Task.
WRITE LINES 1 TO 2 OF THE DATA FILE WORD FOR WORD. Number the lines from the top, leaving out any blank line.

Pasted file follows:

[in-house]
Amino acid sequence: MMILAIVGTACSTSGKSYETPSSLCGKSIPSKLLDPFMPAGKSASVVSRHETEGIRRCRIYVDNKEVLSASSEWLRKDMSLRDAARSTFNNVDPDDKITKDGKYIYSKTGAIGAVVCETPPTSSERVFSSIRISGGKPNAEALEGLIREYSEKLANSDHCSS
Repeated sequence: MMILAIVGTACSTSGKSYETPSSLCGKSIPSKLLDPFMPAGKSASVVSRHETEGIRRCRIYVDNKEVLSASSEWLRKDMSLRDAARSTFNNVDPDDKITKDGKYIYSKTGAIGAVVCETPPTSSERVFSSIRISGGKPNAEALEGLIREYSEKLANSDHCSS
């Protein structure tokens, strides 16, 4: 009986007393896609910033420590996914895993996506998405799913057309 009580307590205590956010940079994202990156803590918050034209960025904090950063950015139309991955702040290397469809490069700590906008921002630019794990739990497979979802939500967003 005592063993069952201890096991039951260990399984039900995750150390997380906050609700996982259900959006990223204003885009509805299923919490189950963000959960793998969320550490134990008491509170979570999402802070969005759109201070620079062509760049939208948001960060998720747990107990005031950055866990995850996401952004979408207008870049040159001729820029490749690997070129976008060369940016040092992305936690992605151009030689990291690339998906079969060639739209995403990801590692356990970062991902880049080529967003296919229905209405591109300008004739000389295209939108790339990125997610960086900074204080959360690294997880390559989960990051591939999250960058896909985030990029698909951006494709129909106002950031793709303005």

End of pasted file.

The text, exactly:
[in-house]
Amino acid sequence: MMILAIVGTACSTSGKSYETPSSLCGKSIPSKLLDPFMPAGKSASVVSRHETEGIRRCRIYVDNKEVLSASSEWLRKDMSLRDAARSTFNNVDPDDKITKDGKYIYSKTGAIGAVVCETPPTSSERVFSSIRISGGKPNAEALEGLIREYSEKLANSDHCSS